An area with a high density of trees is considered a forest, although it may vary in size and type of vegetation. In the past, forests covered more than half of the total land area on earth. Present studies say forests now cover less than 10% of the Earth's surface (or less than 30% of the total land area). As an important part of our biosphere, forests function as habitats for organisms containing about 90% of the world's terrestrial biodiversity, besides being hydrologic flow modulators and soil conservers. The dominant paradigm in forest ecology is a focus on sustainable forest management which includes the ‘reforestation’, or the practice of natural or intentional restocking of existing forests and woodlands that have since been depleted. A sustainable forest management plan is crucial in mitigating the ill-effects of pollution, providing for natural habitats and attaining balanced ecosystems, mitigating global warming besides being a renewable storehouse for resources like timber. Till the 1990s, net forest area in Asia had declined considerably. The trend was bucked the following decade due to state-led reforestation activity in many countries with China assuming the lead. On the other end of the spectrum is Indonesia, where 82% of the land area was covered by lush forests more than 50 years back. Now less than half of the country is forested. The graph below shows the forest area in Asian countries.
Mid-2013. Uttarakhand, India. These few words will conjure up for posterity images of moving mountains, roaring rivers and countless deaths after massive cloudbursts in the Himalayas resulted in killing landslides that obliterated whatever came in its way including thousands of human lives. The understated fact remained human greed which caused large-scale deforestation in these areas, resulting in the inability of vegetation to absorb rainfall. Deforestation is a worldwide phenomenon and it is depriving millions of people of forest goods and services that are crucial to food security, economic well-being and environmental health. It is believed to have accelerated after 1852 and since then about half of the Earth's tropical forests - 8 million sq km out of the total 16 million sq km have disappeared. There are many reasons of which the overwhelming one is agriculture. The United Nations Framework Convention on Climate Change says subsistence farming is responsible for 48% of deforestation; commercial agriculture for 32%; logging is responsible for 14% of deforestation, while cutting trees for cooking fuel needs accounts for 5%. Today with only 0.2 hectares of forest per person, the Asia-Pacific region is, per capita, the least forested region in the world. Badly-affected Asian countries include India, Bangladesh, Philippines, China, Indonesia, Burma, Thailand, Malaysia, and Sri Lanka. However good news is that at the aggregate level, forest area in the Asia-Pacific region will increase or stabilise largely on account of large scale reforestation in China and India. If gains in these countries are excluded, deforestation elsewhere remains high.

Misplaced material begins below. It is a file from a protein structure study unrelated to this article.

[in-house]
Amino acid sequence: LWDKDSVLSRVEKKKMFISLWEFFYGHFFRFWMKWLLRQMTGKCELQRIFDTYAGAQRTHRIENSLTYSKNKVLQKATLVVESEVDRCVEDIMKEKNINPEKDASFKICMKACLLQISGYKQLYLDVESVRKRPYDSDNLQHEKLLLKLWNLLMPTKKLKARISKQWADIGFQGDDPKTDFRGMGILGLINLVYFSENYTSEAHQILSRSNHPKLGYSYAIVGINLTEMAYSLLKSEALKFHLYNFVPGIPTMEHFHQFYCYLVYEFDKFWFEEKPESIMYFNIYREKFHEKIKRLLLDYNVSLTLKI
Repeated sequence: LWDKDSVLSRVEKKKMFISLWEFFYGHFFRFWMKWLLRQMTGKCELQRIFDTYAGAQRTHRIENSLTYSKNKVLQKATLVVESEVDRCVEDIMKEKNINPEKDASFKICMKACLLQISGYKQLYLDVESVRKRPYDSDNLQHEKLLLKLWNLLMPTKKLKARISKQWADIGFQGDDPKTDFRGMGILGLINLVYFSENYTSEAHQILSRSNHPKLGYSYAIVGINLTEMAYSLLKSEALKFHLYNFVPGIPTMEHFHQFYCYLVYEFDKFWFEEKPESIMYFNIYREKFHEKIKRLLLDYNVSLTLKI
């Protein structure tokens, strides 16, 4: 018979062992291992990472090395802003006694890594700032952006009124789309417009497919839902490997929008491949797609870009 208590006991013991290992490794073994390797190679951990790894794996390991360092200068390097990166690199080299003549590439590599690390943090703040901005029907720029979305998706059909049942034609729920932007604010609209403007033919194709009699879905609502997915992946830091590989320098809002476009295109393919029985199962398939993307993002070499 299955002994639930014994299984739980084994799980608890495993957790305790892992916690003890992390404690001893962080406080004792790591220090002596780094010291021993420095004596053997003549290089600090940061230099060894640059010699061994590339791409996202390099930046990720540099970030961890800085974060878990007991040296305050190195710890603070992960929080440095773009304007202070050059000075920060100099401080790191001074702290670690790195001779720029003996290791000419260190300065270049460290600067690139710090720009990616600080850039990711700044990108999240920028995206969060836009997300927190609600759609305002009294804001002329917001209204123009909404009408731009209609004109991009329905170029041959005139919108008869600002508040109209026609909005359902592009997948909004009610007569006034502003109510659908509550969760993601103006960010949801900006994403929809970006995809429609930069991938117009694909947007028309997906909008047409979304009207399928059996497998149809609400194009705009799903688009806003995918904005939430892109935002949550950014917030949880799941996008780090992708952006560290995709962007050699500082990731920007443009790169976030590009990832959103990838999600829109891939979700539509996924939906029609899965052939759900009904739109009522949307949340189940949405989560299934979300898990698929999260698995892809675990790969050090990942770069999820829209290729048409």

The Asian experience in reforestation or the practice of natural or intentional restocking of existing forests and woodlands that have since been depleted is yielding positive results. Area under forests in Asia has changed for the better from net forest loss in the 1990s, to net forest expansion in the following decade. China, as the graph shows, leads Asia in planting forests possibly due to its ban on logging in key river basins and an effort to plant trees at a rapid rate. The main thrusts of these reforms which have paid off really well are clarifying property rights, reducing taxes, liberalising business operations, and regulating the transfer of rights over forest land. Forest farmers have been greatly motivated to engage in forestry production since being granted use rights over forest land and disposal rights over forest. Countries like Japan, India, Thailand and Indonesia, despite having lost huge swaths of its lush forests, are planting more trees to save forests. One of the key focus geographical areas for increasing forest cover would definitely be South Asia. The region, with 23 percent of the world’s population, has only 2 percent of the world’s forests.